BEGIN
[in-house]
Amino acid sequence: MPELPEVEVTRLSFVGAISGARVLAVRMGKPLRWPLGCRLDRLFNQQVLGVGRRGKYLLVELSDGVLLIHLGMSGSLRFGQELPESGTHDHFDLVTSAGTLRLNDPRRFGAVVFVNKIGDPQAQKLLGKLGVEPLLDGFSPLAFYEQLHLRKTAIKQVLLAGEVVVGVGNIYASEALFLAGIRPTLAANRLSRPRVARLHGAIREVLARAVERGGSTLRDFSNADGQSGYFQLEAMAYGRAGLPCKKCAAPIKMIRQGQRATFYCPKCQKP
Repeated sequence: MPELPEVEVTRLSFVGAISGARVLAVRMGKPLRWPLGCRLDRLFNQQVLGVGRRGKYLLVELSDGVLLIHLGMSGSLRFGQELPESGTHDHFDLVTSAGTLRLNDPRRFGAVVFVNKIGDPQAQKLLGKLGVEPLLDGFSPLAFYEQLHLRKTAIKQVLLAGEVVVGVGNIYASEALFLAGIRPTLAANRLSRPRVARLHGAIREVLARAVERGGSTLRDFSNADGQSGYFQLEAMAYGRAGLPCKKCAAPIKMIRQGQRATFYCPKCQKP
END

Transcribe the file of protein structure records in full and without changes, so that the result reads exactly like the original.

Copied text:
[in-house]
Amino acid sequence: MPELPEVEVTRLSFVGAISGARVLAVRMGKPLRWPLGCRLDRLFNQQVLGVGRRGKYLLVELSDGVLLIHLGMSGSLRFGQELPESGTHDHFDLVTSAGTLRLNDPRRFGAVVFVNKIGDPQAQKLLGKLGVEPLLDGFSPLAFYEQLHLRKTAIKQVLLAGEVVVGVGNIYASEALFLAGIRPTLAANRLSRPRVARLHGAIREVLARAVERGGSTLRDFSNADGQSGYFQLEAMAYGRAGLPCKKCAAPIKMIRQGQRATFYCPKCQKP
Repeated sequence: MPELPEVEVTRLSFVGAISGARVLAVRMGKPLRWPLGCRLDRLFNQQVLGVGRRGKYLLVELSDGVLLIHLGMSGSLRFGQELPESGTHDHFDLVTSAGTLRLNDPRRFGAVVFVNKIGDPQAQKLLGKLGVEPLLDGFSPLAFYEQLHLRKTAIKQVLLAGEVVVGVGNIYASEALFLAGIRPTLAANRLSRPRVARLHGAIREVLARAVERGGSTLRDFSNADGQSGYFQLEAMAYGRAGLPCKKCAAPIKMIRQGQRATFYCPKCQKP